18. i have to admit, i’m getting a headache. there’s so much to learn….i do the long-tail cast on and do my socks with two needles so they’re stretchy. i’ve done the twisted-whatever when called for, but need youtube cause i can’t remember….i keep promising myself i’ll get the book re: cast ons. WHAT IS THE TUBULAR CAST ON???? like i said, i’m getting a headache–i’m certainly ‘not in kansas’ anymore…..

  19. I have to admit that unless I’m doing ribbing, I nearly always fall back on good old long tail. However, if I’m making a sweater with ribbing (which I very often am) I always go for tubular CO and BO. I’ve tried the kind of tubular CO in which you knit four rows of stockinette in waste yarn on smaller needles and then switch to working yarn and pick up the purl bumps every other stitch. It looks amazingly neat and makes a very stable edge. It can be a bit of a pain in the backside though, especially if you’re impatient to cast on, and I’ve gotten nearly identical results with June Hiatt’s Alternating Rib (this technique probably goes by other names elsewhere). It’s not quite as firm as the other kind and you’ll be in hot water unless you use needles a couple of sizes smaller than the rest of the ribbing, but it looks nice. I haven’t tried her Alternating CO for double rib yet – it’s a little daunting-looking – but I aspire to, one of these days.

    That said, one of the (many) reasons I prefer top down construction for nearly every kind of sweater is that I can use a sewn tubular BO on every ribbed edge (hem, cuffs, neckline and button bands). For me, it’s neat and firm (yet with the ideal amount of stretch), every edge matches perfectly, and it looks equally good on single and double and twisted rib.

  20. Cable cast on and I have a very solid, long term relationship, but the Chinese waitress is eyeing me from the far side of the room!

  21. I use the slip knot to teach students, they have the yarn on the needle and it isn’t going anywhere. Once they master the long tail I show them the sling shot. (Which I learned from a student!)

  22. These replies made me realize there are two long-tail variations I’ve used that are worth noting, and I put this at the end of the original post as well:

    The only provisional cast on I know involves using your working yarn and waste yarn and the long-tail method. I loosely tie the two together, rest that on my needle with the waste yarn forward, make my slingshot and start casting on. (The knot does not count as a stitch.) And that amazing Rosa Pomar hat I just finished uses a braided cast on, which is basically the same thing only you start by tying together your two different colors. Cast on one stitch, rotate the yarns clockwise so the next stitch you cast on is with the second color, and repeat — rotate the yarns clockwise and cast on a stitch; rotate the yarns clockwise and cast on a stitch …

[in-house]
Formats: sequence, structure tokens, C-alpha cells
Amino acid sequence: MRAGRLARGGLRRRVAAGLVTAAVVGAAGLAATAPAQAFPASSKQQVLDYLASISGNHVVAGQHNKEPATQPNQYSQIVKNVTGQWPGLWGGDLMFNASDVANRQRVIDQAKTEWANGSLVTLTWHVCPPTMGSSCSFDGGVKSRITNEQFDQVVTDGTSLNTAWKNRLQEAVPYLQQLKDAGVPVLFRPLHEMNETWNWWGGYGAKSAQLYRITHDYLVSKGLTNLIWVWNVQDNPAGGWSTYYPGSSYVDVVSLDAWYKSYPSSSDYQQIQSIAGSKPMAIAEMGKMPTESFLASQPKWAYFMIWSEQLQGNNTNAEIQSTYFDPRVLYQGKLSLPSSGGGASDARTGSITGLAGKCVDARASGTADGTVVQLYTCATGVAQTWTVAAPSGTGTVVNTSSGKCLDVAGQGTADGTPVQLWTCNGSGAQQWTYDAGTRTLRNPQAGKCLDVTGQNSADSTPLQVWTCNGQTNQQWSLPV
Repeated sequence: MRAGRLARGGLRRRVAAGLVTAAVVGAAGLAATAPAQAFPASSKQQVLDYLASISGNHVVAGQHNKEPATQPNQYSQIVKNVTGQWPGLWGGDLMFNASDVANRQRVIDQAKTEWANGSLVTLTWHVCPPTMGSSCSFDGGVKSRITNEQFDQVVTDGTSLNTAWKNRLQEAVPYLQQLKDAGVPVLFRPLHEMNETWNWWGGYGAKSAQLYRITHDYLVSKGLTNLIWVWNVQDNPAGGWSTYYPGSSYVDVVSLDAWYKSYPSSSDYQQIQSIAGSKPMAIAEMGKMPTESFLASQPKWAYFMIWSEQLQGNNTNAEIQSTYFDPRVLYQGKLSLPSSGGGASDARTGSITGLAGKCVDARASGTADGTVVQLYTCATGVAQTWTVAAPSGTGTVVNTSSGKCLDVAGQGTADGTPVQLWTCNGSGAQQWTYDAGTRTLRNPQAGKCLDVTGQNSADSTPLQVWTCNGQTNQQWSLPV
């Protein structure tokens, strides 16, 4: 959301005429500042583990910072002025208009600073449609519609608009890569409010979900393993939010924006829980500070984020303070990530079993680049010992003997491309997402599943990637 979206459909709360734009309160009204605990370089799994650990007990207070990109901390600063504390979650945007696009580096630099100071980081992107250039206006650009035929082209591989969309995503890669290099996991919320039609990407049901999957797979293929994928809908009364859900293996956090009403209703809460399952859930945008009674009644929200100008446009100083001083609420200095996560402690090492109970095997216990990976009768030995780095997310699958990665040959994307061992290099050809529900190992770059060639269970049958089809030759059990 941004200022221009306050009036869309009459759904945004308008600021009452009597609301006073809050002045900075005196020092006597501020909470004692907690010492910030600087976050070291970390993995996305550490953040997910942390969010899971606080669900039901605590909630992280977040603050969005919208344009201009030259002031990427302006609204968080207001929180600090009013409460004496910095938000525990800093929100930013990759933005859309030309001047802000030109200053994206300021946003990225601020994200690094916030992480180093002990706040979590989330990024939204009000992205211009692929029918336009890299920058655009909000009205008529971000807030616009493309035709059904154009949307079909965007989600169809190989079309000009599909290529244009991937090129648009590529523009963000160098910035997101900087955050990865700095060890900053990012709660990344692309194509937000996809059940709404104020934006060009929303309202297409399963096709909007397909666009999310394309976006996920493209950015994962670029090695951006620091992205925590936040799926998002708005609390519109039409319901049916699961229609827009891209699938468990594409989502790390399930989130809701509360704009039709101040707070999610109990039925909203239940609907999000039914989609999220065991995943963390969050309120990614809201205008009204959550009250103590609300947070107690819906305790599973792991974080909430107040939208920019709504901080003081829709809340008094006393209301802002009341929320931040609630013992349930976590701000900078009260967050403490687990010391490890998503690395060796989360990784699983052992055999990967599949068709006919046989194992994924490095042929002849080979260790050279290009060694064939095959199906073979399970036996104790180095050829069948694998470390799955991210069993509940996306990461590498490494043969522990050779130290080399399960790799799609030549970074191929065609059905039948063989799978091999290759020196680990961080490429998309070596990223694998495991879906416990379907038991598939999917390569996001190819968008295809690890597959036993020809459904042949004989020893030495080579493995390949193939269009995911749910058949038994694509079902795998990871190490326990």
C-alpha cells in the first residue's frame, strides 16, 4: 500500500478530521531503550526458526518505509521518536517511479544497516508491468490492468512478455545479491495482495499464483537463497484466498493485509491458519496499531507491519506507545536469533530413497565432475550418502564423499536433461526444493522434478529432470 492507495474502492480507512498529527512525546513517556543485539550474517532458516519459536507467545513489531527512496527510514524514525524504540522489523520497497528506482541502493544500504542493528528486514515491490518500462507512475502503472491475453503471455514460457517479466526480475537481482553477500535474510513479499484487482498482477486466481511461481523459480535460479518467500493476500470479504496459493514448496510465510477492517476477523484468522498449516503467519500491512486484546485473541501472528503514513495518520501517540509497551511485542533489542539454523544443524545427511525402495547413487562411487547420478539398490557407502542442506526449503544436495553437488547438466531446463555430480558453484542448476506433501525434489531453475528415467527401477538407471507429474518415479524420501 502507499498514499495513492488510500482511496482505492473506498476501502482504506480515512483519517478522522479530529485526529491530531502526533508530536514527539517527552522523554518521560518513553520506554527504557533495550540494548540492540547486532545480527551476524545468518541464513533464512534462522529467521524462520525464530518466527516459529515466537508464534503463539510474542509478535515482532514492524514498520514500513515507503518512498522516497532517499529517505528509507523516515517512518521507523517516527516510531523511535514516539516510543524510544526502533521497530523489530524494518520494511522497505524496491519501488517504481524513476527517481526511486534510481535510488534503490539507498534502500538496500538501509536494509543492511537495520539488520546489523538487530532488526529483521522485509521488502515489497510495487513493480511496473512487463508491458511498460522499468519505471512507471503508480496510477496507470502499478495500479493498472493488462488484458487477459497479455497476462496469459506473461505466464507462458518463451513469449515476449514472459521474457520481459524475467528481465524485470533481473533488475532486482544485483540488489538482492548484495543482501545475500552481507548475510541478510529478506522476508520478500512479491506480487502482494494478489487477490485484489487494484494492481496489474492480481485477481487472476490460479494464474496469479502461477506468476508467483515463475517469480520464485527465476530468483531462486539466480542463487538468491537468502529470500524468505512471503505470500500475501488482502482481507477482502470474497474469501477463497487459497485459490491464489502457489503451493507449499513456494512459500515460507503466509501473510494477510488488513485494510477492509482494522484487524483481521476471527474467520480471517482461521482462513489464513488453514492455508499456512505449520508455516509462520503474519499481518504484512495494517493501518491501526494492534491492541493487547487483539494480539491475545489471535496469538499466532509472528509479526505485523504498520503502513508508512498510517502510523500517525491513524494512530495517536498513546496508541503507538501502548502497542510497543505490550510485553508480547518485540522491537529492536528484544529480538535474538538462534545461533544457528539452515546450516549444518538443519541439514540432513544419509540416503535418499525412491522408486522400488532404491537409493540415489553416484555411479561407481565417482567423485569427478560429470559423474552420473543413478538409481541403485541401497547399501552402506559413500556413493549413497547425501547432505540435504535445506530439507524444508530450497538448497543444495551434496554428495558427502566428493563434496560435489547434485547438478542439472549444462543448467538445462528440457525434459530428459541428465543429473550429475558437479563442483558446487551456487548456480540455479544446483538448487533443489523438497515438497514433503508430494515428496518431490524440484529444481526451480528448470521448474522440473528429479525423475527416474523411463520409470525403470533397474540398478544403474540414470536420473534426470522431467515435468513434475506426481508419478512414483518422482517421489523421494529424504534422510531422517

23. In general, I use a long tail cast on without a slip knot. It’s second nature to me, I don’t have to think about it, and when I make something like socks, I am pretty good at estimating the length of the yarn tail. I keep thinking I should branch out. These comments may have inspired me!

    I’ve used the garter tab for shawls before. Right now I’m working on Jared Flood’s Terra shawl (which is one of the first patterns, I think, he designed for Shelter) and it uses the provisional cast on.

    I’m mostly a rule-follower, so I tend to use whatever the designer suggests. Especially if the designer is one that I “know” and admire through their blogs and work. I feel that these designs generally have a lot of thought put into them, including the cast on. I might be more inclined to change a cast on edge if the pattern was a pamphlet I picked up at a charity shop, perhaps because I feel no loyalty to a Patons pattern written thirty years ago?

  24. I also used to stick with the long-tail method, and would try several times until I got just the smallest leftover tail so as not to waste precious yarn. Lately though, I’ve been studying my pattern and how it starts before researching the best cast-on method. I recently knit Checks and Balances by Boadicea Binnerts and found *the name escapes me* a cast on method that made the ribbed edges look like they never end!

  25. When I first learned to knit, I used the backward loop cast-on, because that’s what my mother taught me. But knitting that first row is so awful that as soon as I learned long tail, I switched to that for almost everything. The only thing I don’t use it for is ribbing, where I use the cable cast-on. But I do the slip knot for the long tail as that’s what I was taught. For provisional cast-on though, I use the method with the crochet hook, again because that’s what my knitting instructor at the LYS taught us. I’ve never heard of the other method you talk about, Karen. I find it quite intimidating, as a new knitter, that every time I think I’ve got one part of knitting licked, I find out there’s so much more to learn. Sigh.